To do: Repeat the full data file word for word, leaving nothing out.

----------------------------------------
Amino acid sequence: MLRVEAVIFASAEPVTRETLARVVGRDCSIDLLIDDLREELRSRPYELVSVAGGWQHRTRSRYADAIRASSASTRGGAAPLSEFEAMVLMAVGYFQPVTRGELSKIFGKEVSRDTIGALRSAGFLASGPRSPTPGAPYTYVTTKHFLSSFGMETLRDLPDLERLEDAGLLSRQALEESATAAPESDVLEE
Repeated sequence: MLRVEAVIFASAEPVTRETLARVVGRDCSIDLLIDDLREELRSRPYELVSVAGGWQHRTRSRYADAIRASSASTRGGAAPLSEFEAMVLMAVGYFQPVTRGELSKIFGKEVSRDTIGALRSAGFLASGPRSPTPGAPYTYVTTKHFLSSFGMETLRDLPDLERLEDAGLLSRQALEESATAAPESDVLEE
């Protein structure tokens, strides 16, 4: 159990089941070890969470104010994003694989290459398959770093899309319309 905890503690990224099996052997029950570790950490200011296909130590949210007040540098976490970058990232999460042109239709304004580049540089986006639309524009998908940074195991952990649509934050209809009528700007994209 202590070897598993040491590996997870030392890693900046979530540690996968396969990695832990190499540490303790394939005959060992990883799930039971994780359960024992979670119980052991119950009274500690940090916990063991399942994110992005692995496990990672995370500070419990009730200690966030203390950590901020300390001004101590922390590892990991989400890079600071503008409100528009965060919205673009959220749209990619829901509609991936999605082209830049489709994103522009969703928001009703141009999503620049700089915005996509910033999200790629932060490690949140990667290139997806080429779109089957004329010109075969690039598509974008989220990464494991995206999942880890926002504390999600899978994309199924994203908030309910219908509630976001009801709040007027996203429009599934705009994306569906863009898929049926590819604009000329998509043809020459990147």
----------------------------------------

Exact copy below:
Amino acid sequence: MLRVEAVIFASAEPVTRETLARVVGRDCSIDLLIDDLREELRSRPYELVSVAGGWQHRTRSRYADAIRASSASTRGGAAPLSEFEAMVLMAVGYFQPVTRGELSKIFGKEVSRDTIGALRSAGFLASGPRSPTPGAPYTYVTTKHFLSSFGMETLRDLPDLERLEDAGLLSRQALEESATAAPESDVLEE
Repeated sequence: MLRVEAVIFASAEPVTRETLARVVGRDCSIDLLIDDLREELRSRPYELVSVAGGWQHRTRSRYADAIRASSASTRGGAAPLSEFEAMVLMAVGYFQPVTRGELSKIFGKEVSRDTIGALRSAGFLASGPRSPTPGAPYTYVTTKHFLSSFGMETLRDLPDLERLEDAGLLSRQALEESATAAPESDVLEE
């Protein structure tokens, strides 16, 4: 159990089941070890969470104010994003694989290459398959770093899309319309 905890503690990224099996052997029950570790950490200011296909130590949210007040540098976490970058990232999460042109239709304004580049540089986006639309524009998908940074195991952990649509934050209809009528700007994209 202590070897598993040491590996997870030392890693900046979530540690996968396969990695832990190499540490303790394939005959060992990883799930039971994780359960024992979670119980052991119950009274500690940090916990063991399942994110992005692995496990990672995370500070419990009730200690966030203390950590901020300390001004101590922390590892990991989400890079600071503008409100528009965060919205673009959220749209990619829901509609991936999605082209830049489709994103522009969703928001009703141009999503620049700089915005996509910033999200790629932060490690949140990667290139997806080429779109089957004329010109075969690039598509974008989220990464494991995206999942880890926002504390999600899978994309199924994203908030309910219908509630976001009801709040007027996203429009599934705009994306569906863009898929049926590819604009000329998509043809020459990147």